I was jogging through the ravine one night, listening to an episode of the Freakonomics podcast. The sun had set, and I was cold, but I ran around the park one more time so I could listen through to the end, as the show delightfully connected economics—something I normally couldn’t care less about—with questions of everyday life. It gave me an idea.
I’d arrived in my role as a reporter with the University of Toronto after years in public radio. Most of the time, I write stories for U of T News. But why not apply the Freakonomics model to storytelling at my university?
We’d recently been working to focus our energies on storytelling around a few specific areas of research at the University of Toronto. “Cities” was one of them. So my editor and I decided to use the local municipal election as a hook—to pilot a miniseries and see if highly produced podcasts (i.e., sounding more like NPR programming than simply recorded lectures you’d find on iTunesU) would successfully connect stories about our work in on cities with audiences we wanted to reach: alumni and influencers in urban issues.
Episodes spring-boarded off election flashpoints (traffic, transit, sustainable cities, the future of cities) to show how research, teaching and entrepreneurship at the university is working towards the future of these topics. So, I interviewed a researcher building artificially intelligent traffic lights, an entrepreneur developing a hybrid car-bike vehicle based in his university research, etc. We uploaded the podcasts to SoundCloud, exposing the episodes to audiences already interested in podcasts on that social platform, and then embedded the SoundCloud widget into feature stories on our site. Click to listen to the miniseries below.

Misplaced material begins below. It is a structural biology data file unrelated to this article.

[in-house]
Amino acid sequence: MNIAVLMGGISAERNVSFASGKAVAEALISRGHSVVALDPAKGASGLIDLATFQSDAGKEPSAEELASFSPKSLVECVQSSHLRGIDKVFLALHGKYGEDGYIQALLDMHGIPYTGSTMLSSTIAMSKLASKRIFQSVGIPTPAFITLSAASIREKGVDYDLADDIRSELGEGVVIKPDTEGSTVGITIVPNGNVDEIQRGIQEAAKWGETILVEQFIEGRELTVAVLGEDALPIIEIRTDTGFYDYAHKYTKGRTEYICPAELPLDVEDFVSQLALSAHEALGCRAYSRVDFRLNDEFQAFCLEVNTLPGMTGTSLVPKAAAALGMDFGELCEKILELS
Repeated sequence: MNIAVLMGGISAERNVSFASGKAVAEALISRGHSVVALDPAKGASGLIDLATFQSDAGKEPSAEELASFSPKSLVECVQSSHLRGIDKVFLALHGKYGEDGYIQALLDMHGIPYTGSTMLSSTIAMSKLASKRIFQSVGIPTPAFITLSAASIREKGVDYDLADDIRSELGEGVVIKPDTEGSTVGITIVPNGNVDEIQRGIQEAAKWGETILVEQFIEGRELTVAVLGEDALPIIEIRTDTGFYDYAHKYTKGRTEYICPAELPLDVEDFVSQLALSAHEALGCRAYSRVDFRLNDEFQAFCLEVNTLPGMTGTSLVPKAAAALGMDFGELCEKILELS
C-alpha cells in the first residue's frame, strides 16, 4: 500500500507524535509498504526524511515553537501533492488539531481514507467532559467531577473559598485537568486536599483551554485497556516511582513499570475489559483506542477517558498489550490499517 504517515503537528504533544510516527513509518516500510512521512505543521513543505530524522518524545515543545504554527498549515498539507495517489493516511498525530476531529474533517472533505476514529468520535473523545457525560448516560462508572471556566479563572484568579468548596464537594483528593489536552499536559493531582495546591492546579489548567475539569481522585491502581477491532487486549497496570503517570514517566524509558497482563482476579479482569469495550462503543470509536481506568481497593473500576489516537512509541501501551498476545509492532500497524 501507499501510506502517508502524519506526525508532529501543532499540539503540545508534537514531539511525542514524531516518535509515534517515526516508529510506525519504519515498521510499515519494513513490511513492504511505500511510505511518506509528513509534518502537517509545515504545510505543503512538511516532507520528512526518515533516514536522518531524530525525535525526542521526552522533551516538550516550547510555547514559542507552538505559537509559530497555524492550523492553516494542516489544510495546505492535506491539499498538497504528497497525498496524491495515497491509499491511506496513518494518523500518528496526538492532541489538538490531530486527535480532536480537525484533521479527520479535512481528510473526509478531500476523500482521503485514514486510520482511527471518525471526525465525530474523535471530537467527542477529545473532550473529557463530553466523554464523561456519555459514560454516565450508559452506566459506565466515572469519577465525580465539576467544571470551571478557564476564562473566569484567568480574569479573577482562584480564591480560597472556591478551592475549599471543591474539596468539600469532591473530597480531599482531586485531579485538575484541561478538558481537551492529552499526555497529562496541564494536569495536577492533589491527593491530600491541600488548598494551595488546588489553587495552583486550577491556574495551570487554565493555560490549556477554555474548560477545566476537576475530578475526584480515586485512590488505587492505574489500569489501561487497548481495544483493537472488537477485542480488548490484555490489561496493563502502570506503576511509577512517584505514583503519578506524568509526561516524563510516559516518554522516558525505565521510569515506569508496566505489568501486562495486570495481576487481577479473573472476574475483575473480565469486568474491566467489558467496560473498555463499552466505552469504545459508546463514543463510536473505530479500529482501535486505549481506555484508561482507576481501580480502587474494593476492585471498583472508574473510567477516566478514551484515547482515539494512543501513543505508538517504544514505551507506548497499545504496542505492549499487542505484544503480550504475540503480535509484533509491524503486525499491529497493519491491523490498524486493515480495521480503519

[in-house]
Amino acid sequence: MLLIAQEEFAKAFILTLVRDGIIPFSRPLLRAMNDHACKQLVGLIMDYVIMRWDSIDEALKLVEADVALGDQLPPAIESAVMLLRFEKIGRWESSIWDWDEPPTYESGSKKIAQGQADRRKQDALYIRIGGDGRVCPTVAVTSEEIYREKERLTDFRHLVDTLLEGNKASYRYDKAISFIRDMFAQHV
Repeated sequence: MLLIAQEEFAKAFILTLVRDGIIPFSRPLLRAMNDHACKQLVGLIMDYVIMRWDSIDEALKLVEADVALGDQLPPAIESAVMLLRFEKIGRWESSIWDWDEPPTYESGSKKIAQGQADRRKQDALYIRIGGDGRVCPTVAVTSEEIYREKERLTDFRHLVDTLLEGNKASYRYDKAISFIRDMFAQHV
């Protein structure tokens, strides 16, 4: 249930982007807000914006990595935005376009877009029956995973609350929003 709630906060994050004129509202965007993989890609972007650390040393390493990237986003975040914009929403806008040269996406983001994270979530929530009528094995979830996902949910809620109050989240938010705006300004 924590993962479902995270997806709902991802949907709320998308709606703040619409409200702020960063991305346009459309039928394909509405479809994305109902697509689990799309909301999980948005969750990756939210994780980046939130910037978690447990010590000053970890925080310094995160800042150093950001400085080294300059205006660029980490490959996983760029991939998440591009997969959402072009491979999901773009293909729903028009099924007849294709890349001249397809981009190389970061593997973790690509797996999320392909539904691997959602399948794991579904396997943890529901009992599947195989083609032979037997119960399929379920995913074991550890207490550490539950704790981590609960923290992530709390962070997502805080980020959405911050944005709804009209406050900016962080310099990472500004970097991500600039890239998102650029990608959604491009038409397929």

It’s also available on iTunes.
The podcast format allows our experts—often quoted in tiny sound bites—to really explain why they do what they do and how they hope it will transform cities. It communicates stories about our cities work with more personality, depth, passion and versatility than our traditional written story format. And they were fun to make! (And to listen to, I hope?)
We continue to learn about what works best in this format. The episode on traffic—a very general topic—has had the most downloads and listens by far. Meanwhile, the episode on the more niche issue of sustainable cities didn’t reach as many listeners, but we can see from Twitter mentions and interaction that it did leave a great impression on key urban issues columnists and other thought leaders in city thinking. So, a different kind of success!
We’d be grateful for any ideas or suggestions about further developing a series like this as it’s been a risky but rewarding new project for us at U of T. I’m hopeful that one day we may have a few joggers running one more loop around the park, curious to learn about how our university’s research might one day change their lives.